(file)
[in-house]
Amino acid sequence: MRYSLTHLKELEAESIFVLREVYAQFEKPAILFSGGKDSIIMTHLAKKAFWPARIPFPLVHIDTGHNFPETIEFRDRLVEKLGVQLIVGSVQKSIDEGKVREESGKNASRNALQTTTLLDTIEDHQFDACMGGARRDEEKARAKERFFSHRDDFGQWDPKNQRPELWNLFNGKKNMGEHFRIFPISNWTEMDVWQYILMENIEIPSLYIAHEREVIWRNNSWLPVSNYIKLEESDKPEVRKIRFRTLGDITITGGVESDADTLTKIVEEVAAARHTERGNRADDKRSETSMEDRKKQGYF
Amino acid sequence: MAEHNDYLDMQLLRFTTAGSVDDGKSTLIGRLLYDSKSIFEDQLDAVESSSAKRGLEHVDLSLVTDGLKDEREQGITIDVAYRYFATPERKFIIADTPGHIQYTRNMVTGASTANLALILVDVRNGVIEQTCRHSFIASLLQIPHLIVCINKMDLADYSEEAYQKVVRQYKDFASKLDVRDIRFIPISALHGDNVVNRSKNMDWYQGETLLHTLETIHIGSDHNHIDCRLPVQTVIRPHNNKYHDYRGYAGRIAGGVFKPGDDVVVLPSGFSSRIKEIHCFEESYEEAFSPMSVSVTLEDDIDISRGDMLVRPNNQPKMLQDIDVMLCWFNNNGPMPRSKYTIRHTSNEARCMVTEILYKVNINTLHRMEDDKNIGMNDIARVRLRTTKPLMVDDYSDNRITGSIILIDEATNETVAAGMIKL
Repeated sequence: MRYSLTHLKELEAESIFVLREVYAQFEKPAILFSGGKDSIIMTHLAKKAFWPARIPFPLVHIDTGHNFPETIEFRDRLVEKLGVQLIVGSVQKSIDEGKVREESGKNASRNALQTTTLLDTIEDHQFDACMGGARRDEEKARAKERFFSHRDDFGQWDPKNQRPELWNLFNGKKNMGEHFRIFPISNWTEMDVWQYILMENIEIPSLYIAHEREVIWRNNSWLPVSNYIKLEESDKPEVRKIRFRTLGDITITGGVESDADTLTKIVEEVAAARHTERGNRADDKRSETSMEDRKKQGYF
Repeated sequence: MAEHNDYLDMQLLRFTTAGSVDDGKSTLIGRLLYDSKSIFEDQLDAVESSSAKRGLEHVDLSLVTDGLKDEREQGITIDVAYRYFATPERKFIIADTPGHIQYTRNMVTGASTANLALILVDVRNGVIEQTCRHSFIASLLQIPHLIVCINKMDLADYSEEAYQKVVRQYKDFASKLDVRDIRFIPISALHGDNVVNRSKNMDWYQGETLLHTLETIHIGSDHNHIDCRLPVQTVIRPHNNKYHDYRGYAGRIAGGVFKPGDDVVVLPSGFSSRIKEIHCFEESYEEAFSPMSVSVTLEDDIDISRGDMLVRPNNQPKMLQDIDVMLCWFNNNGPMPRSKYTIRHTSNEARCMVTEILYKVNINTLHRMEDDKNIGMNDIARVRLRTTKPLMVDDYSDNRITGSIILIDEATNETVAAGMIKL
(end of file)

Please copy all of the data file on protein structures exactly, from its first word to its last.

[in-house]
Amino acid sequence: MRYSLTHLKELEAESIFVLREVYAQFEKPAILFSGGKDSIIMTHLAKKAFWPARIPFPLVHIDTGHNFPETIEFRDRLVEKLGVQLIVGSVQKSIDEGKVREESGKNASRNALQTTTLLDTIEDHQFDACMGGARRDEEKARAKERFFSHRDDFGQWDPKNQRPELWNLFNGKKNMGEHFRIFPISNWTEMDVWQYILMENIEIPSLYIAHEREVIWRNNSWLPVSNYIKLEESDKPEVRKIRFRTLGDITITGGVESDADTLTKIVEEVAAARHTERGNRADDKRSETSMEDRKKQGYF
Amino acid sequence: MAEHNDYLDMQLLRFTTAGSVDDGKSTLIGRLLYDSKSIFEDQLDAVESSSAKRGLEHVDLSLVTDGLKDEREQGITIDVAYRYFATPERKFIIADTPGHIQYTRNMVTGASTANLALILVDVRNGVIEQTCRHSFIASLLQIPHLIVCINKMDLADYSEEAYQKVVRQYKDFASKLDVRDIRFIPISALHGDNVVNRSKNMDWYQGETLLHTLETIHIGSDHNHIDCRLPVQTVIRPHNNKYHDYRGYAGRIAGGVFKPGDDVVVLPSGFSSRIKEIHCFEESYEEAFSPMSVSVTLEDDIDISRGDMLVRPNNQPKMLQDIDVMLCWFNNNGPMPRSKYTIRHTSNEARCMVTEILYKVNINTLHRMEDDKNIGMNDIARVRLRTTKPLMVDDYSDNRITGSIILIDEATNETVAAGMIKL
Repeated sequence: MRYSLTHLKELEAESIFVLREVYAQFEKPAILFSGGKDSIIMTHLAKKAFWPARIPFPLVHIDTGHNFPETIEFRDRLVEKLGVQLIVGSVQKSIDEGKVREESGKNASRNALQTTTLLDTIEDHQFDACMGGARRDEEKARAKERFFSHRDDFGQWDPKNQRPELWNLFNGKKNMGEHFRIFPISNWTEMDVWQYILMENIEIPSLYIAHEREVIWRNNSWLPVSNYIKLEESDKPEVRKIRFRTLGDITITGGVESDADTLTKIVEEVAAARHTERGNRADDKRSETSMEDRKKQGYF
Repeated sequence: MAEHNDYLDMQLLRFTTAGSVDDGKSTLIGRLLYDSKSIFEDQLDAVESSSAKRGLEHVDLSLVTDGLKDEREQGITIDVAYRYFATPERKFIIADTPGHIQYTRNMVTGASTANLALILVDVRNGVIEQTCRHSFIASLLQIPHLIVCINKMDLADYSEEAYQKVVRQYKDFASKLDVRDIRFIPISALHGDNVVNRSKNMDWYQGETLLHTLETIHIGSDHNHIDCRLPVQTVIRPHNNKYHDYRGYAGRIAGGVFKPGDDVVVLPSGFSSRIKEIHCFEESYEEAFSPMSVSVTLEDDIDISRGDMLVRPNNQPKMLQDIDVMLCWFNNNGPMPRSKYTIRHTSNEARCMVTEILYKVNINTLHRMEDDKNIGMNDIARVRLRTTKPLMVDDYSDNRITGSIILIDEATNETVAAGMIKL